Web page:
Assessment of source and health risk of metal(loid)s in indoor/outdoor dust of university dormitory in Lanzhou City, China
- 130 Downloads
The pollution of metal(loid)s from indoor and outdoor dust is of great concern because of its impact on human health. The concentrations of nine metal(loid)s (Mn, Cu, Zn, Cd, Cr, Ni, Pb, Hg, and As) were investigated in indoor and outdoor dust samples of university dormitories in winter and summer seasons in Lanzhou City, China. This study revealed the variations of metal(loid) concentrations in dust samples with the seasonal scale and floor heights. The results showed that the concentrations of some metal(loid)s (Cu, Cd, Ni, Pb, and As) in dust samples collected in winter were higher than those of the dust samples collected in summer. The Hg in indoor dust was mainly derived from building materials and indoor human activities. Additionally, the concentrations of some metal(loid)s (Hg, Mn, As, Cu, Cd) in dust samples varied with the height of the floors from ground level. The concentrations of Hg in dust samples collected on upper floors (9–16th floors) were higher than those collected on down floors (1–8th floors), while Mn and As were the opposite of that. Cu and Cd concentrations increased as the floor height increased. Our results demonstrated that the adults and the children (particularly the children) endured potential health risks due to exposure to metal(loid)s from both indoor and outdoor dust in the studied area.
KeywordsAtmospheric deposition Dust Metal(loid)s Pollution characteristics Source identification Health risk
This work was supported by the National Key Research and Development Program of China (2018YFC1802905).
Compliance with ethical standards
Conflict of interest
The authors declare that they have no competing interests.
- Ali MU, Liu GJ, Yousaf B, Ullah H, Irshad S, Ahmed R, Hussain H, Rashid A (2019) Evaluation of floor-wise pollution status and deposition behavior of potentially toxic elements and nanoparticles in air conditioner dust during urbanistic development. J Hazard Mater 365:186–195. https://doi.org/10.1016/j.jhazmat.2018.11.005 CrossRefGoogle Scholar
- Butte W, Heinzow B (2002) Pollutants in house dust as indicators of indoor contamination. Rev Environ Contam Toxicol 175:1–46Google Scholar
- Cheng Z, Chen LJ, Li HH, Lin JQ, Yang ZB, Yang YX, Xu XX, Xian JR, Shao JR, Zhu XM (2018) Characteristics and health risk assessment of heavy metals exposure via household dust from urban area in Chengdu, China. Sci Total Environ 619-620:621–629. https://doi.org/10.1016/j.scitotenv.2017.11.144 CrossRefGoogle Scholar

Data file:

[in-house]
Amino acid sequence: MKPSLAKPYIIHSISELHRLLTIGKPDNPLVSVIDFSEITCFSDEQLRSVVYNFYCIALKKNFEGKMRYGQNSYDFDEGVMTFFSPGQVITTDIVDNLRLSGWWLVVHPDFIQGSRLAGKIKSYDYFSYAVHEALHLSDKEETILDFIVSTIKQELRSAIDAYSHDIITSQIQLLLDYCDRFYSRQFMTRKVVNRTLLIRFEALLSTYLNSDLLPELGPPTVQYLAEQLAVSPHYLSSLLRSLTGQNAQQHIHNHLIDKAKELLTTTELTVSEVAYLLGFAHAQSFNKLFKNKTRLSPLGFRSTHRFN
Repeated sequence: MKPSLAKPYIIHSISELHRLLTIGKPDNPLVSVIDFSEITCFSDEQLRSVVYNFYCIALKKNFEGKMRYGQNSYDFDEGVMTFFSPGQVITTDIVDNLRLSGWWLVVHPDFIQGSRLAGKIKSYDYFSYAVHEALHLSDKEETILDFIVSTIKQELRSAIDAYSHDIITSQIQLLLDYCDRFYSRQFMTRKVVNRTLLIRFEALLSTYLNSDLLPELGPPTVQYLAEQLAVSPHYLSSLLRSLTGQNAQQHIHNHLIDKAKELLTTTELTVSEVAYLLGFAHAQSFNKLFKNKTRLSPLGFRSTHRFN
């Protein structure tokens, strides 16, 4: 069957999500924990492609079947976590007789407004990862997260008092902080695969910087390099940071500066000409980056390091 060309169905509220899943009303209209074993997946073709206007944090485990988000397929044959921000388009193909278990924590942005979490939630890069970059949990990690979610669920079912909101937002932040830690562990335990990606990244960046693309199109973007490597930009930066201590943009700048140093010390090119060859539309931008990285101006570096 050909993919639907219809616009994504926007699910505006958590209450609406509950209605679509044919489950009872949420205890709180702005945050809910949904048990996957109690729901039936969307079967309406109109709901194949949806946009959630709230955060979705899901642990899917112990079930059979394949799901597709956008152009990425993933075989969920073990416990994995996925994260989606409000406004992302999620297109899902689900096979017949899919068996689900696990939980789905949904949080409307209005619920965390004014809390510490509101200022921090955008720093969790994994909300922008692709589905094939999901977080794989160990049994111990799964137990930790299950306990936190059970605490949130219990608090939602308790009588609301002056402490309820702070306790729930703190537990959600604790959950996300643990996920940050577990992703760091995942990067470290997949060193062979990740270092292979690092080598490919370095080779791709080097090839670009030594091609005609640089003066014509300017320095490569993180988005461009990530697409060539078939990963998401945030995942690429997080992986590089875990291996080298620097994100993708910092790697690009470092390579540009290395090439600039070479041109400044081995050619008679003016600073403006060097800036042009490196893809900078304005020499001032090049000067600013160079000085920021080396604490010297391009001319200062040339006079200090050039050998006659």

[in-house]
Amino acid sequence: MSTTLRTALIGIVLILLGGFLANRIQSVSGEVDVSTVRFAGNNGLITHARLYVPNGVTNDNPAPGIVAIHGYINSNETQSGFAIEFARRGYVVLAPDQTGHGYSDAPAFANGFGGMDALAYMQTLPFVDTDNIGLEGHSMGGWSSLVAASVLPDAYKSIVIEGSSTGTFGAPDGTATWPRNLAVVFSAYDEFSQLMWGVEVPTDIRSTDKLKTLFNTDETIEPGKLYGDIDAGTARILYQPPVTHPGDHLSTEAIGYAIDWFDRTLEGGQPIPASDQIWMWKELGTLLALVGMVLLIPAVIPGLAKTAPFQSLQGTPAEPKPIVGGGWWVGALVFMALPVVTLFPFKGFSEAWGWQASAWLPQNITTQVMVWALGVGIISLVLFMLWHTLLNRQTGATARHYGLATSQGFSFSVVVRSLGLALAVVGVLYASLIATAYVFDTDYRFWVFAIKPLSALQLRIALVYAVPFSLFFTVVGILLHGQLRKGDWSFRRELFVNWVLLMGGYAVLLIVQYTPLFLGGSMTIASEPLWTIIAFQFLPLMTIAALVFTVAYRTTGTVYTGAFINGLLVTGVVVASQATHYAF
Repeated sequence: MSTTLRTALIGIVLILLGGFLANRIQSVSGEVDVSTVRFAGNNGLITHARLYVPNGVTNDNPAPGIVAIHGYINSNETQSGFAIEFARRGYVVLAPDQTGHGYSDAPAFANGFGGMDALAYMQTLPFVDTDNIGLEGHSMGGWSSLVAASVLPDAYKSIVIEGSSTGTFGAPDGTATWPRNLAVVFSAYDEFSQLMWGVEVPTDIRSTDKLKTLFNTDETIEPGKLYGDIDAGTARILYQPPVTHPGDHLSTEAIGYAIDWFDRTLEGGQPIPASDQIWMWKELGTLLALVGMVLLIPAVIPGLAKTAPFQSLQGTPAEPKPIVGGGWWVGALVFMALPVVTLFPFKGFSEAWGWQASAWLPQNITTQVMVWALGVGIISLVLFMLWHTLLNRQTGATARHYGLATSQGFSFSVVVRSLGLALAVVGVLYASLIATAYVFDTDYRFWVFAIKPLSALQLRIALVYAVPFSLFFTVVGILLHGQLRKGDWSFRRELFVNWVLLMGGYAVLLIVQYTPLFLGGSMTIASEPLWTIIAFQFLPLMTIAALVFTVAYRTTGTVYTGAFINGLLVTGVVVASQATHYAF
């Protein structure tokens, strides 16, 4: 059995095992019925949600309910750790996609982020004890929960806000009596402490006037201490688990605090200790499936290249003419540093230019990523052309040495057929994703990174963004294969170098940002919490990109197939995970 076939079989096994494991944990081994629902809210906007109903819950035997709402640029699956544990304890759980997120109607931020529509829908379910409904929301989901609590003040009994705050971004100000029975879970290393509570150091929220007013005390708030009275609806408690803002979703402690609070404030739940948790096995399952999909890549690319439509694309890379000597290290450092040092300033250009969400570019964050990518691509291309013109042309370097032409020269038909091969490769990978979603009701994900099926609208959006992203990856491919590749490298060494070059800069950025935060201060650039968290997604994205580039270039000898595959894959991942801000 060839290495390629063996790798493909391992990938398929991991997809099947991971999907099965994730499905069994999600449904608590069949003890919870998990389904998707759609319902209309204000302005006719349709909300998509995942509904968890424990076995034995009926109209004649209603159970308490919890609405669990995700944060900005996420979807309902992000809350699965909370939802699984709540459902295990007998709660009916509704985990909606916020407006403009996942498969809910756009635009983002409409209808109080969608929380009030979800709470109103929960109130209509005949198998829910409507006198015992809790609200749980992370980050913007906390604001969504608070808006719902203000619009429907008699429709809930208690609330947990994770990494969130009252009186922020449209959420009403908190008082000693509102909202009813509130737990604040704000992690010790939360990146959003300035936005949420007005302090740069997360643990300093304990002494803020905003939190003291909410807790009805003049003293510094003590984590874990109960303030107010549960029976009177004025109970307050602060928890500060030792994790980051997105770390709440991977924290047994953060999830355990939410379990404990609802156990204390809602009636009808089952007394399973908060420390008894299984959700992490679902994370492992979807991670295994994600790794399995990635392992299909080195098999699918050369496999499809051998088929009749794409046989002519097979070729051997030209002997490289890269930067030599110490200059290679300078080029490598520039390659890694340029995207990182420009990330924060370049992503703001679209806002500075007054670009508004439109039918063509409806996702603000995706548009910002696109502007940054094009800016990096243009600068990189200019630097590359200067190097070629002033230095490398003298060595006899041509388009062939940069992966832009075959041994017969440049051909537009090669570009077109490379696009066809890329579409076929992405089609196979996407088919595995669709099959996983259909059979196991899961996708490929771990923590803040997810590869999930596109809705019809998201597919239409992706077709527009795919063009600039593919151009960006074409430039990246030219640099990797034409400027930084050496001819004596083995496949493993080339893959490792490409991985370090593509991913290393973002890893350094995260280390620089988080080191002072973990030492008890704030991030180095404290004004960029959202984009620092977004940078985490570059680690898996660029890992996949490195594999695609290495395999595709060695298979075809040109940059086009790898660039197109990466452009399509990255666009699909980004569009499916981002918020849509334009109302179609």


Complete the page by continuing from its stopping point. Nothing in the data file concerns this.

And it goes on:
- China National Environmental Monitoring Center (1990) The soil background values of China. China Environmental Science Press, Beijing, pp 334–379 (in Chinese)Google Scholar
- Gansu Provincial Meteorological Bureau (2016) Gansu Weather Online. http://www.gsma.gov.cn/
- JECFA (1993) Evaluation of certain food additives and contaminants: 41st report of the Joint FA/WHO Expert Committee on Food Additives. Technical reports series, no.837. World Health Organization, GenevaGoogle Scholar
- Li Y, Yin LH, Cao J, Zhu L, Zhang XB, Sun XC, Zhu J, Wang H (2013) Detection of heavy metal in cosmetics. Chin J Pharm Anal 33(10):1816–1821 (in Chinese)Google Scholar
- Moreno T, Karanasiou A, Amato F, Lucarelli F, Nava S, Calzolai G, Chiari M, Coz E, Artinano B, Lumbreras J, Borge R, Boldo E, Linares C, Alastuey A, Querol X, Gibbons W (2013) Daily and hourly sourcing of metallic and mineral dust in urban air contaminated by traffic and coal-burning emissions. Atmos Environ 68(1):33–44. https://doi.org/10.1016/j.atmosenv.2012.11.037 CrossRefGoogle Scholar
- US EPA (1989) Risk assessment guidance for superfund. Vol, I: human health evaluation manual. EPA/540/1-89/002. Office of Solid Waste and Emergency ResponseGoogle Scholar
- US EPA (1997) Exposure factors handbook. EPA/600/P-95/002Fa-c. U.S. EPA. National Center for Environmental Assessment, Office of Research and Development, Washington, DCGoogle Scholar
- US EPA (2001) Risk assessment guidance for superfund: volume III - part A, process for conducting probabilistic risk assessment. EPA 540-R-02-002. US Environmental Protection Agency, Washington, D.C.Google Scholar
- US EPA (2007) Estimation of relative bioavailablity of lead in soil and soil-like materials using in vivo and in vitro methods. OSWER 9285.7-77. Office of Solid Waste and Emergency Response, U.S. Environmental Protection Agency, Washington, DCGoogle Scholar
- US EPA (2010) Region 9, Regional screening levels tables. http://www.epa.gov/region9/superfund/prg/index.html. Accessed July 2012
- Yadav IS, Devi NL, Singh VK, Li J, Zhang G (2019) Spatial distribution, source analysis, and health risk assessment of heavy metals contamination in house dust and surface soil from four major cities of Nepal. Chemosphere 218:1100–1113. https://doi.org/10.1016/j.chemosphere.2018.11.202 CrossRefGoogle Scholar
- Zhang XH, Lei CF, Li HF (2013) Study on natural disaster prevention countermeasures for western valley city from the perspective of city planning: a case of Lanzhou city. Appl Mech Mater 409-410:827–832. https://doi.org/10.4028/www.scientific.net/AMM.409-410.827 CrossRefGoogle Scholar